Putting the Pieces Together Right

Do you like puzzles? I love puzzles. I love to figure out logical puzzles like sudoku, spatial puzzles like Tetris, card game puzzles like Spider. I spend a good amount of time working on puzzles. Why am I telling you this in a blog about writing?

Because writing a book is the same as figuring out a puzzle.

All the pieces need to fit. You have to have everything in just the right order or else the logic won’t work. This is true for both fiction and non-fiction books.

In fiction, events must unfold in a logical fashion, if they don’t your reader is going to get lost. Your characters are going to do things that won’t make sense if they aren’t done in the correct order. And your plot lines need to intersect, flow and blend in just the right way so that your characters grow, the story develops, conflicts emerge and are resolved.

What happens if the puzzle pieces don’t fit together right? You could end up with chaos. Or you could just end up with something that just seems a little off—like when you’ve got a jigsaw puzzle piece that just about fits in the space where you’ve put it but the image doesn’t quite work. You know something is wrong, but you can’t always put your finger on what it is. It just doesn’t feel right.

In non-fiction, once again, you may be relying on either logic to decide what order your chapters should be in, or perhaps chronological order. The question is, do you proceed in the order that you do things or in the order that you realized what needed to be done. There, of course, is no right answer. It depends on the subject.

Lots of authors have fun mixing up the puzzle pieces of their story, deliberately putting them in the wrong order—starting at the end, or in the middle of the story and then bouncing back and forth in time. It can create some really interesting suspense if your reader has already read the end of the book because you put it first. Or you could just confuse people.

I’ve been grappling with fitting puzzle pieces together for a book I’m starting to write. It’s a work of non-fiction—a cross between memoir and motivational literature. I started off writing like a racehorse released from the starting gate, but then the course got muddy and I lost my way. There are more obstacles than I realized and I’m trying to find my way through this maze. I’m trying to fit puzzle pieces together so that they form a coherent whole.

So far, it hasn’t been working.

I thought I’d use that wonderful technique that I’ve used a number of times in my fiction writing when things haven’t been working out right—leaving it be and letting my subconscious work on it while I get other stuff done. The problem is that my mind won’t let go. I’ve been puzzling over it for a few days and I haven’t been able to see my way through quite yet. I think one of the problems is that I’m not entirely certain what the puzzle should look like when I’m done: should it be more motivational, more of a writing book, or more memoir? I haven’t decided.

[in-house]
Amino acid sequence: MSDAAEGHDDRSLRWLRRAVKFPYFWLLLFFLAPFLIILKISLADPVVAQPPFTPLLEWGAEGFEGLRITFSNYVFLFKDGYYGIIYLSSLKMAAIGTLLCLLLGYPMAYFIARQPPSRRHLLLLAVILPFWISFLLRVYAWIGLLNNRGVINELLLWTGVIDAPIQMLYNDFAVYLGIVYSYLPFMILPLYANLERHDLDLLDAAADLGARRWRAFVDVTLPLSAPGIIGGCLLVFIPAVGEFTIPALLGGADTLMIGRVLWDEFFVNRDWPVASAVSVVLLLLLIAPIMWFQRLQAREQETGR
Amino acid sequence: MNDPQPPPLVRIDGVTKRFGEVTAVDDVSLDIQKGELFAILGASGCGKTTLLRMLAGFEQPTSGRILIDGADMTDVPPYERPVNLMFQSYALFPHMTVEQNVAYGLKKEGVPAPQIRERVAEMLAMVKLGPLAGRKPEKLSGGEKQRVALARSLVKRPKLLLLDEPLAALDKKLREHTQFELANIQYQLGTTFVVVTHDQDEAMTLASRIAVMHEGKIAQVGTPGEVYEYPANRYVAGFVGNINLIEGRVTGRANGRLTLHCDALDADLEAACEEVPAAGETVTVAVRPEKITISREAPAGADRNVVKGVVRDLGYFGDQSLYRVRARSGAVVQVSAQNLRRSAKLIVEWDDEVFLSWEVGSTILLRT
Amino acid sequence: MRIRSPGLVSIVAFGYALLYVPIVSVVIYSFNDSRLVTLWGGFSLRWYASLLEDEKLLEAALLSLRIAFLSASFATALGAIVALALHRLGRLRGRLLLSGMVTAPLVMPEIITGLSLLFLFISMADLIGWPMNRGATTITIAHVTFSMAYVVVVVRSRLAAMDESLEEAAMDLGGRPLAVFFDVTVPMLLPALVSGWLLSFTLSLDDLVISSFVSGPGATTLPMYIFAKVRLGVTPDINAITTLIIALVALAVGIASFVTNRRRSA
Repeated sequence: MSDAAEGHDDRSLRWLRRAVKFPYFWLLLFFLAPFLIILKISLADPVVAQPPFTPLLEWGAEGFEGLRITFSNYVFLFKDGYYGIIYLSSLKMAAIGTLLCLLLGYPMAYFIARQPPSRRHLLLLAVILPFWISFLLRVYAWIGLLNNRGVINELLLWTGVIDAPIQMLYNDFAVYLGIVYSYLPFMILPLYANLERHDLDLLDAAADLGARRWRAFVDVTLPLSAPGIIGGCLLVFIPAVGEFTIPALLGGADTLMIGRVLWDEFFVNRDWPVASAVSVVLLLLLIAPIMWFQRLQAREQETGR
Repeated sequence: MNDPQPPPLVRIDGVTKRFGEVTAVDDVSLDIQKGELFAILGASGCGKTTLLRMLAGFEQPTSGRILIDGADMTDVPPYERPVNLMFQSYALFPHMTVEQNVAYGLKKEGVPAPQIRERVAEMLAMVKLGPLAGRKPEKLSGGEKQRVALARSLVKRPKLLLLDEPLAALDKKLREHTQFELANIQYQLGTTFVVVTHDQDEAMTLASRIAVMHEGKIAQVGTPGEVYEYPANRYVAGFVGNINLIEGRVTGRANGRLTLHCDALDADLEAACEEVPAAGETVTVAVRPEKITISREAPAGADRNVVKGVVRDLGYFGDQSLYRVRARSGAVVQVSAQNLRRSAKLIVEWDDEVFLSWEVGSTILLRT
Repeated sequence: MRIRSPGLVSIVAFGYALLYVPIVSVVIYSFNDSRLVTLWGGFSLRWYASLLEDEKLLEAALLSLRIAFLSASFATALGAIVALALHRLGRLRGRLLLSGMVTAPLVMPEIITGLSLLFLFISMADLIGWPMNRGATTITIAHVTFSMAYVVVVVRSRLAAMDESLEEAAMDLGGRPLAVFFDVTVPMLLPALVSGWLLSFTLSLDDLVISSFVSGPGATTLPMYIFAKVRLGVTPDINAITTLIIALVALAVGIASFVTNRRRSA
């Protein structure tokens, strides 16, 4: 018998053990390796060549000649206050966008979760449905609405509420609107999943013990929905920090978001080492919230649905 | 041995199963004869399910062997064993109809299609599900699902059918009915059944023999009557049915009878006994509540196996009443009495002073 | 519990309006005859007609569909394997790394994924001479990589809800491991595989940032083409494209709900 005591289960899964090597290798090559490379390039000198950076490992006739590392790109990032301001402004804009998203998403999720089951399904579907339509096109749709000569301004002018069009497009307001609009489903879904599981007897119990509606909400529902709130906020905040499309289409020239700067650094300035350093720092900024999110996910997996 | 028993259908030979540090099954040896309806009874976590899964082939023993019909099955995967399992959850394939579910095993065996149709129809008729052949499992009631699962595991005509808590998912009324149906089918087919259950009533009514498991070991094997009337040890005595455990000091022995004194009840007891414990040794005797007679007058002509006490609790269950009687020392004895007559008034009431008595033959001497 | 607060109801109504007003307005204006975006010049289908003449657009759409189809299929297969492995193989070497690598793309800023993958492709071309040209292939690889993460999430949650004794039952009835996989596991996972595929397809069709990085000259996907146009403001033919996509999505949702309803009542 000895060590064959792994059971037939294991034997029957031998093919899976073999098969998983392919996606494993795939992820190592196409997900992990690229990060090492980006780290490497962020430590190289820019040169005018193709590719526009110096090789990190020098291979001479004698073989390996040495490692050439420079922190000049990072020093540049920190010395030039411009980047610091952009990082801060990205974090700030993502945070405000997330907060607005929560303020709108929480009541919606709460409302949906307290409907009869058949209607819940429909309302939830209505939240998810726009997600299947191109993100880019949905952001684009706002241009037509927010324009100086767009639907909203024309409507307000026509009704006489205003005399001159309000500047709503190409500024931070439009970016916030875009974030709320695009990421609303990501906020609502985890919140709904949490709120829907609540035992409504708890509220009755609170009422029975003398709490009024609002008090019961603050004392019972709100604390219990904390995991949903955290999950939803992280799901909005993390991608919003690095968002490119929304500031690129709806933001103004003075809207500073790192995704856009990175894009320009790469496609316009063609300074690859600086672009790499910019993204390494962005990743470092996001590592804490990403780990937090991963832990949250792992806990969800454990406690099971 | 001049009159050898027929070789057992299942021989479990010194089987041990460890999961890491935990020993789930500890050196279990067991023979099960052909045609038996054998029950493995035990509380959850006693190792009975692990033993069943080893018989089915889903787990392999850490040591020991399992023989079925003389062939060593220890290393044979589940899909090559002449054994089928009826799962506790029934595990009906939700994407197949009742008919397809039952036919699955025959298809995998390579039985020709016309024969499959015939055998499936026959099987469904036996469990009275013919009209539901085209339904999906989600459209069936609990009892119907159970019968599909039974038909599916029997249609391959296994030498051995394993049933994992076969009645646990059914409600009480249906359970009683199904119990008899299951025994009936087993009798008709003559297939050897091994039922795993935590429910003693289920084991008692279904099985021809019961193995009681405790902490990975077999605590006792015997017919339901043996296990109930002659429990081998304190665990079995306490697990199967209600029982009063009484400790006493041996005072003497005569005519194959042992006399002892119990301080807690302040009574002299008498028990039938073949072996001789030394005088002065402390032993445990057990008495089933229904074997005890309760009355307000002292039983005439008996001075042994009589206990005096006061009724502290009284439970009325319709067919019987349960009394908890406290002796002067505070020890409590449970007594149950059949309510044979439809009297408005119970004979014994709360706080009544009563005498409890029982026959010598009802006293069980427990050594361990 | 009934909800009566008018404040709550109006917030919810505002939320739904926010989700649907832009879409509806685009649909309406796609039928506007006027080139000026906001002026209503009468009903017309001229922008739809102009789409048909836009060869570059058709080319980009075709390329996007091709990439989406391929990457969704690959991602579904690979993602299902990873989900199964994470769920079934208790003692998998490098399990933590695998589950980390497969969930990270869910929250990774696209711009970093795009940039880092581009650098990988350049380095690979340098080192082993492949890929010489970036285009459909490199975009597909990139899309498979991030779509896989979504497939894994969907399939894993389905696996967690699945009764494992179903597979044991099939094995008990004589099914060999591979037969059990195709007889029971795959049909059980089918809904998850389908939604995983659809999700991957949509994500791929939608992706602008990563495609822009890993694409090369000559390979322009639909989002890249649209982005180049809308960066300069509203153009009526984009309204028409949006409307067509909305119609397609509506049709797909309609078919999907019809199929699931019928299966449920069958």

I’m leaning toward motivation through personal stories, but honestly, I hate those books that are all cliché: I did it, you can too! I wrote a full page of clichéd platitudes yesterday and then threw it out. Hopefully, I’ve gotten that out of my system now and can actually write something meaningful. I don’t have a lot of hope in that direction, but I’m trying. I promise if it’s nothing but stupid platitudes I won’t publish it. Goodness knows we don’t need more of those! No, I want to write something meaningful. Something that can both motivate and guide writers on their journey.

I’m hopeful that once I find the right pieces that fit in this puzzle the writing will flow as easily as a ball through a maze, but I’m still not there yet. It’s going to take some more time to find the pieces that belong in this book and discard those that might belong in some other book (one filled with clichés and platitudes). I’m going to try that great technique of making a list of 10-20 options and then choosing the best. But truly, I feel like I’ve got all these puzzle pieces but none of them are fitting together in just the right way. I need to shape them a little bit more, I think. I’ll smooth the edges, color in the picture on that piece and see how it can fit with the other pieces I’ve created or have planned to create. Basically, the whole thing needs more work.

The good thing is that I love working on puzzles. I’ll ponder this one, trying this and that until it works. Happily, there’s no time limit or number of moves I can make before I have to finish it or give up.

Have you grappled with a book where the pieces just don’t quite fit right? What did you do to solve the problem?

One note here: You’ll notice that there’s no audio version of this blog post. It’s because I didn’t hear from anyone last week so I’ll assume that no one was listening to them. If you want to see the audio come back, tell me!


Meredith Bond is an award-winning author of a series of traditionally published Regency romances and indie-published paranormal romances. Known for her characters “who slip readily into one’s heart,” Meredith’s heart belongs to her husband and two children. Meredith’s second favorite pastime is teaching others to write.

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